If I have to be honest - which I don't, really but then why not... - I never thought building frames would be such a long process. In fact, I didn't really think about it and it was probably a good thing! When I came back from traveling and joined Jeff into this, he had built the jig, and we got the tubes end of January so why am I still riding a creaky fixie which bottom bracket and/or pedals might fall of at any time and Jeff his mountainbike which is just robbing him of half of the energy he puts into it with its uselessly big knobby tires and old derailleur???
Sometimes it's hard to see the end of it. But slowly we are getting there! Picture below to prove it.
Inui Cycles frame #1! It still needs clearing the BB threads and facing the shell and it's done! - And a nice coat of paint of course.
And frame #2 is in the jig. The front triangle is ready for welding, dry-fit looks pretty good.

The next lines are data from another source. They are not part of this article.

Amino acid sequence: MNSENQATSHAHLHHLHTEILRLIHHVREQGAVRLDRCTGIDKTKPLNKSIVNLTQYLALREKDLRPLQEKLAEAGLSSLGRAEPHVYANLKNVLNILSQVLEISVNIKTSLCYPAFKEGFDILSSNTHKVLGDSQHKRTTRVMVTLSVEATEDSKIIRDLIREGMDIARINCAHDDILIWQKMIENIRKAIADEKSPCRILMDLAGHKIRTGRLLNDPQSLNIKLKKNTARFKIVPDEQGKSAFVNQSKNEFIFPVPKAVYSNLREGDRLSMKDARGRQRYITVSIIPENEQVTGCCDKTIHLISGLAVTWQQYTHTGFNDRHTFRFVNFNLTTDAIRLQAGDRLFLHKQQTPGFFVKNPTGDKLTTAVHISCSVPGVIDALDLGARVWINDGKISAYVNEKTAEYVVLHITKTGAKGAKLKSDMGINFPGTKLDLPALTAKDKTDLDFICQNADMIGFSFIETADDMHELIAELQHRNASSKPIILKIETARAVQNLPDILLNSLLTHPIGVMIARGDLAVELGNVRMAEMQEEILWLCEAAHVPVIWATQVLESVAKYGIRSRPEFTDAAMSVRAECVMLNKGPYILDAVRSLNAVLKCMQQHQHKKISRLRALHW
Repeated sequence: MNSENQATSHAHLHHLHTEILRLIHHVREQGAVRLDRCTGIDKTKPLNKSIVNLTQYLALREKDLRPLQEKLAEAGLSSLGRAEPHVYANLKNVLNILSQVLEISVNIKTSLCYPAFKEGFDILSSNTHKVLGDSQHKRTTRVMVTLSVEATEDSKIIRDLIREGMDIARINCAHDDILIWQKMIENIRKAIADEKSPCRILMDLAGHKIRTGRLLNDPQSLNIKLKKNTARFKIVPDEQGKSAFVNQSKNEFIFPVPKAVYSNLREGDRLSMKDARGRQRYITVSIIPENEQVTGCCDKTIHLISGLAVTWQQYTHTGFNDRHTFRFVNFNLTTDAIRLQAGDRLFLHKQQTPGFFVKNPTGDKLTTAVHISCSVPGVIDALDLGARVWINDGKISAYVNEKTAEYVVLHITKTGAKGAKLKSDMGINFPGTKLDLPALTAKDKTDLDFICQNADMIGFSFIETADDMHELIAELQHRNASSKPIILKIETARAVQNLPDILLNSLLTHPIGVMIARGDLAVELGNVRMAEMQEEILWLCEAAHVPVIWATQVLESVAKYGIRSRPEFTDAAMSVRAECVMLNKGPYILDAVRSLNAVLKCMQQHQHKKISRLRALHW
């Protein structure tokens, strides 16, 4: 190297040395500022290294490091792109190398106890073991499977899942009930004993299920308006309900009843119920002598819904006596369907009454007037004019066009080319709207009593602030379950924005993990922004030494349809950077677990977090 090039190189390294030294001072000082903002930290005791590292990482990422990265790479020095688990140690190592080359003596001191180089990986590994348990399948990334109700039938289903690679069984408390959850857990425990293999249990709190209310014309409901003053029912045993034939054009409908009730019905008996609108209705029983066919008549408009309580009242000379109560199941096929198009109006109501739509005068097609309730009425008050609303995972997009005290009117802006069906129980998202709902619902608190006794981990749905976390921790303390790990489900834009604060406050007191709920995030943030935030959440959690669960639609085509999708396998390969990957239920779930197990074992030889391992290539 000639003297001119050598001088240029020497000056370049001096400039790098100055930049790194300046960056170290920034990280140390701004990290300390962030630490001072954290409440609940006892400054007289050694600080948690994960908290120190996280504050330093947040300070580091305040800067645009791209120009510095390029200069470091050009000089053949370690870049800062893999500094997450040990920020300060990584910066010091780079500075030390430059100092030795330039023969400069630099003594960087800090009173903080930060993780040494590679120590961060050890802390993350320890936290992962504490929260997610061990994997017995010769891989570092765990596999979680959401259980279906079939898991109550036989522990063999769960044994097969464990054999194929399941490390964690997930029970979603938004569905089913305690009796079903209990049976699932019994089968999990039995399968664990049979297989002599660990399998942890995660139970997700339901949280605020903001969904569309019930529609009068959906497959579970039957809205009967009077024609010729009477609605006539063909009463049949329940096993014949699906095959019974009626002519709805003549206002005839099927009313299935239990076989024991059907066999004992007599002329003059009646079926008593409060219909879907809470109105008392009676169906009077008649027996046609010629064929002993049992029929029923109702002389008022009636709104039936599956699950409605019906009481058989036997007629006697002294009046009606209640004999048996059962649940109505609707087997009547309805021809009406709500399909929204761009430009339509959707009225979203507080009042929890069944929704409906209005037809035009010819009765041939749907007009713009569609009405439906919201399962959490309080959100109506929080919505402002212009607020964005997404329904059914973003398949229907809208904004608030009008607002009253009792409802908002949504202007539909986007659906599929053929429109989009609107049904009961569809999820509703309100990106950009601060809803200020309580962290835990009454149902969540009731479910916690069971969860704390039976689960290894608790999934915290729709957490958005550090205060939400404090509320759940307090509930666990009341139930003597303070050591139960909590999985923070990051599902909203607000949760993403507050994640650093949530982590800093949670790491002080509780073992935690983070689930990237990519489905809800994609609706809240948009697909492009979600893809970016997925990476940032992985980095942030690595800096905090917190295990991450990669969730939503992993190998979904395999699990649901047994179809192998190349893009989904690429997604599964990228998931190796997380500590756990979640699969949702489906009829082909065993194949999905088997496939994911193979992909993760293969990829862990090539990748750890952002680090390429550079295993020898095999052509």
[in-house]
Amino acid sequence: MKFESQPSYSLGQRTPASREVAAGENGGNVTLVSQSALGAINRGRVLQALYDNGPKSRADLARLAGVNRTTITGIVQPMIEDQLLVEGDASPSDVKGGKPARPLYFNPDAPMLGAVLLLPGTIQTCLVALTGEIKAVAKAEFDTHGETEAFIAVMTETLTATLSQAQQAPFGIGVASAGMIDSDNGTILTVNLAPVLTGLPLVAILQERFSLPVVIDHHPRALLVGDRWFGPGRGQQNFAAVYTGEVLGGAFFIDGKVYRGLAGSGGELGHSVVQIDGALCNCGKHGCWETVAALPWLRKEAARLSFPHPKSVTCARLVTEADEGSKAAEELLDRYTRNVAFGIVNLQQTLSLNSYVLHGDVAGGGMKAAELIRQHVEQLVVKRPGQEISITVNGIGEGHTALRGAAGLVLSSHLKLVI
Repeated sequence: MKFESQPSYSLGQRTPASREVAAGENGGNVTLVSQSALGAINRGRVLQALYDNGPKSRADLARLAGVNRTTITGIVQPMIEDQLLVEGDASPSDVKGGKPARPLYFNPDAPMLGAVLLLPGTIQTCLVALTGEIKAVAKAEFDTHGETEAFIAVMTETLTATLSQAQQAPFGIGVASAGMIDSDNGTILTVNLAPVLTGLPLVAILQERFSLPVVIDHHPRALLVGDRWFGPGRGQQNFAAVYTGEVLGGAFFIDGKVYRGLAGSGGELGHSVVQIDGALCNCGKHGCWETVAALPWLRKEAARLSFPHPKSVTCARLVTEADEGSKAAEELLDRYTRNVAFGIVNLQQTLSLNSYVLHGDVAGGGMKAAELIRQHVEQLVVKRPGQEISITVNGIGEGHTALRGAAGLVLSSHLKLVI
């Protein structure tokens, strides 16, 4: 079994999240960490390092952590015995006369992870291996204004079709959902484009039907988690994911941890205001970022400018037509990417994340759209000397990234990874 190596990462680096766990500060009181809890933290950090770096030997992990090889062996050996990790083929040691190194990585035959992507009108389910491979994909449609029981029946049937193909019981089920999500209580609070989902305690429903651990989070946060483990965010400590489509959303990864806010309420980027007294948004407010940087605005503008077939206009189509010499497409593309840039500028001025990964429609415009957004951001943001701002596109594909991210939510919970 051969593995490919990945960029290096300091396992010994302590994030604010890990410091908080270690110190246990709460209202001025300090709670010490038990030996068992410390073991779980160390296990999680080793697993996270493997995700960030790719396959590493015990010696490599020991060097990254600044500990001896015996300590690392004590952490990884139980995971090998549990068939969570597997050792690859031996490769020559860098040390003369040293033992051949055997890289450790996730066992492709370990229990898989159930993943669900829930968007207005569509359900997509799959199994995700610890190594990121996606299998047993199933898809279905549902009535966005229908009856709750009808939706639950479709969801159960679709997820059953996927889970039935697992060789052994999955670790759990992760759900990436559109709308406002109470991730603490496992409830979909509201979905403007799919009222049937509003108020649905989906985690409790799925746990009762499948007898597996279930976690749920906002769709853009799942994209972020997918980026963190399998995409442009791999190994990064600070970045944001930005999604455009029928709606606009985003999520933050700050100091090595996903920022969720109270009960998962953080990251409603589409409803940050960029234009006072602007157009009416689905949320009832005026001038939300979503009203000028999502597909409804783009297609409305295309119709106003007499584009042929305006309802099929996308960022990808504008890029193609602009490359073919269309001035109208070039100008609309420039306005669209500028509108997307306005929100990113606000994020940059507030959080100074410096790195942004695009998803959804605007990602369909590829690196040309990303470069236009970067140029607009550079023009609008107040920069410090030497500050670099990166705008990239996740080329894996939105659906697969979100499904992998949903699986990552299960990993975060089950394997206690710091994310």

And the rear triangle is coming along too. Unlike Jeff's frame, I will braze my dropouts instead of TIG welding them. This means a lot of filling by hand for the dropouts to fit perfectly in the stays. The result is not too bad but sometimes it's ok to blame ones tools; this needle file is S**T!!!
We recently got hold of a second hand oxy-acetylene kit, which we were really proud to add to our growing set of tools, just to realise that the acetylene regulator was dead... Since we're cheap/poor/clever/handy, we'll fix it instead of buying a new one :) Turns out this thing is pretty much empty apart from a couple of springs and a rubber diaphragm. So we have to find a way to measure spring stiffness with what we have lying around in the shop, get a new spring, screw everything back together and you should have some nice pics of us and 20cm long flames, trying to make 2 bits of metal hold together!